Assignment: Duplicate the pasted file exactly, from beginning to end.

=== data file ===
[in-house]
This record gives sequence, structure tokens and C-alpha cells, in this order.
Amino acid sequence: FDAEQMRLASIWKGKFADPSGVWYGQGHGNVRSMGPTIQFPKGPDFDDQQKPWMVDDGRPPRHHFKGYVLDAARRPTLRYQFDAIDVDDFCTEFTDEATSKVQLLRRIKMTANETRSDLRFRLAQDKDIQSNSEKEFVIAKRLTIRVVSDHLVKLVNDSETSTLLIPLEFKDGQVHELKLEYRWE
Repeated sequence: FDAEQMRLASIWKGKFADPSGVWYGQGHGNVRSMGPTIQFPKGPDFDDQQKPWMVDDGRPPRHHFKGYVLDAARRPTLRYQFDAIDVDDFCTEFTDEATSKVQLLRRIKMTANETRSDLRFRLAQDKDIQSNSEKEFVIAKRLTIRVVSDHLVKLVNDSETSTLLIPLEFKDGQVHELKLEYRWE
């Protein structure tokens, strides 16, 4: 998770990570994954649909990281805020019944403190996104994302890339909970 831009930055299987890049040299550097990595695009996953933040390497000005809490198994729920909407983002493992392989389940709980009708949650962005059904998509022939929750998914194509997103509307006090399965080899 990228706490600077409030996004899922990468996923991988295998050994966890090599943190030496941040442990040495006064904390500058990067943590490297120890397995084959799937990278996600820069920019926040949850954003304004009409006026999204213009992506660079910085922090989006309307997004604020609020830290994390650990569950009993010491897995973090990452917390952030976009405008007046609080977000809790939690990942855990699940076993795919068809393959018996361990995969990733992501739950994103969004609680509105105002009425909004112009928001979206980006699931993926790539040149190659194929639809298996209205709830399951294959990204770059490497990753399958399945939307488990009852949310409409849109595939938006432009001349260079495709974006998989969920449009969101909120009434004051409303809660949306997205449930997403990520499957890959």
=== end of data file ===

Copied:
[in-house]
This record gives sequence, structure tokens and C-alpha cells, in this order.
Amino acid sequence: FDAEQMRLASIWKGKFADPSGVWYGQGHGNVRSMGPTIQFPKGPDFDDQQKPWMVDDGRPPRHHFKGYVLDAARRPTLRYQFDAIDVDDFCTEFTDEATSKVQLLRRIKMTANETRSDLRFRLAQDKDIQSNSEKEFVIAKRLTIRVVSDHLVKLVNDSETSTLLIPLEFKDGQVHELKLEYRWE
Repeated sequence: FDAEQMRLASIWKGKFADPSGVWYGQGHGNVRSMGPTIQFPKGPDFDDQQKPWMVDDGRPPRHHFKGYVLDAARRPTLRYQFDAIDVDDFCTEFTDEATSKVQLLRRIKMTANETRSDLRFRLAQDKDIQSNSEKEFVIAKRLTIRVVSDHLVKLVNDSETSTLLIPLEFKDGQVHELKLEYRWE
């Protein structure tokens, strides 16, 4: 998770990570994954649909990281805020019944403190996104994302890339909970 831009930055299987890049040299550097990595695009996953933040390497000005809490198994729920909407983002493992392989389940709980009708949650962005059904998509022939929750998914194509997103509307006090399965080899 990228706490600077409030996004899922990468996923991988295998050994966890090599943190030496941040442990040495006064904390500058990067943590490297120890397995084959799937990278996600820069920019926040949850954003304004009409006026999204213009992506660079910085922090989006309307997004604020609020830290994390650990569950009993010491897995973090990452917390952030976009405008007046609080977000809790939690990942855990699940076993795919068809393959018996361990995969990733992501739950994103969004609680509105105002009425909004112009928001979206980006699931993926790539040149190659194929639809298996209205709830399951294959990204770059490497990753399958399945939307488990009852949310409409849109595939938006432009001349260079495709974006998989969920449009969101909120009434004051409303809660949306997205449930997403990520499957890959």